Why I Write

 

My mum lost so much blood giving birth to me that she almost died. Despite the trauma of my entering this world, my parents were thrilled with my arrival and showered me with love. Their marriage lasted only a few more years after that – by the time I was two my mum could no longer handle my dad’s alcoholism and ran away from him, taking me with her. For a long time, she was afraid to tell him where we lived, but she would take me to see him every Sunday. She had experienced unimaginable trauma in her childhood so she was always running, as though the trauma might catch up with her if we stayed put anywhere for too long. We’d lived in seven different houses by the time I was ten. Eventually, the monsters from her past did catch up with her, and she could no longer hide from the anxiety and depression tearing her up inside. She wanted to protect me from those monsters by pretending everything was OK. This created in me an inclination to bury, hide, suppress my own difficult feelings.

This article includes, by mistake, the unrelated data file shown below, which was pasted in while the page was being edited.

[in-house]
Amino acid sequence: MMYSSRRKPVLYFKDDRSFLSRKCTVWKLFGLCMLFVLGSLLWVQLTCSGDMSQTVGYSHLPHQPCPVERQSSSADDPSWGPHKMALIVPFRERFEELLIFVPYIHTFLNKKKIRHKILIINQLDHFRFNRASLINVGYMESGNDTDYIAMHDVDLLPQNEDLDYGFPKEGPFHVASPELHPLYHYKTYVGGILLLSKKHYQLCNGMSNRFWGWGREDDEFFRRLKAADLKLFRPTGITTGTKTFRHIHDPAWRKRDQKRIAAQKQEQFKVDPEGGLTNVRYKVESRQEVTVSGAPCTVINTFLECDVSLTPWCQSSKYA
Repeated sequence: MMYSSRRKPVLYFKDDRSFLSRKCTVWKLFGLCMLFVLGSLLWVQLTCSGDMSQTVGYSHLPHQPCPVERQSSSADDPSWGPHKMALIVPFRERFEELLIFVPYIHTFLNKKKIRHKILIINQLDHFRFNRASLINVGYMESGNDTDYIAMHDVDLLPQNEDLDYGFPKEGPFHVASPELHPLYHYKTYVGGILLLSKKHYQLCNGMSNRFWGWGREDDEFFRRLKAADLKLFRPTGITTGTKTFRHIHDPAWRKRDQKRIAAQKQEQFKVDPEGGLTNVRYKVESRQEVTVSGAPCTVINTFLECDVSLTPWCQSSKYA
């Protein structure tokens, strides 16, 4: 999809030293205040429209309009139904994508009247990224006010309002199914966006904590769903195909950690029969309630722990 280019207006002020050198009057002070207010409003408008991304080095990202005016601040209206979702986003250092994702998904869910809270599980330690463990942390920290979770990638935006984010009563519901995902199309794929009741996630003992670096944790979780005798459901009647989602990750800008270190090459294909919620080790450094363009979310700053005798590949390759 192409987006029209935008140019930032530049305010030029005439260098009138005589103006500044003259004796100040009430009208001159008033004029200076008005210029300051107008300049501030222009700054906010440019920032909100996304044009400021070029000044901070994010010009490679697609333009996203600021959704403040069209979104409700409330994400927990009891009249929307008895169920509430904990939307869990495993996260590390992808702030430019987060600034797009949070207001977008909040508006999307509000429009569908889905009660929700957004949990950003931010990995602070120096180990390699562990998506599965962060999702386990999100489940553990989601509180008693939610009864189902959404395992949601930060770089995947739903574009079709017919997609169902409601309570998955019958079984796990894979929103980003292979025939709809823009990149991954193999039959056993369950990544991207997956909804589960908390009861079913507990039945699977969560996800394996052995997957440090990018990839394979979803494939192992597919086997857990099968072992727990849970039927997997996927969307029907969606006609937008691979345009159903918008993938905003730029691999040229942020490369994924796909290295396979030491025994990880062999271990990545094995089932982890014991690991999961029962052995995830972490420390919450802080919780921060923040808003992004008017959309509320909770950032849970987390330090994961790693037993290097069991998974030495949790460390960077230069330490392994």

Books were always there for me, and from the moment I learned how to read, the written word became one of my closest allies. Being an only child under the care of a single mum who worked full time meant that I spent most of my time in solitude. Fierce independence and self-sufficiency were tools I had to develop to ensure my own survival. I’m sure I was lonely, but that was my normality; at least I had the authors I loved for company, connecting to me through the page, making me feel less alone.

Naturally, I found my way to writing my own stories and poetry, trying to emulate the feeling of wonder I experienced when I read a book I loved. My English teachers adored me. But when I went to secondary school, something changed; it was as though my own buried monsters were fighting to get out and take control of my path like they had with my mum. And for a long time, I let them. I didn’t write anything again until I was in my late 20s, when I found my way back to my truth, and started facing those monsters on the page.

Writing enables me to connect to a place which is deeper than this story and has helped me to realise I am more than just my trauma. Voicing my feelings has never been easy for me, but through the written word I am able to explore all parts of myself and communicate this to the reader on a level I could never hope to achieve verbally. I write to forge connections, to give all of myself, with the goal of recreating in the reader that state of wonder I experienced as a child reading something I loved and feeling less alone.

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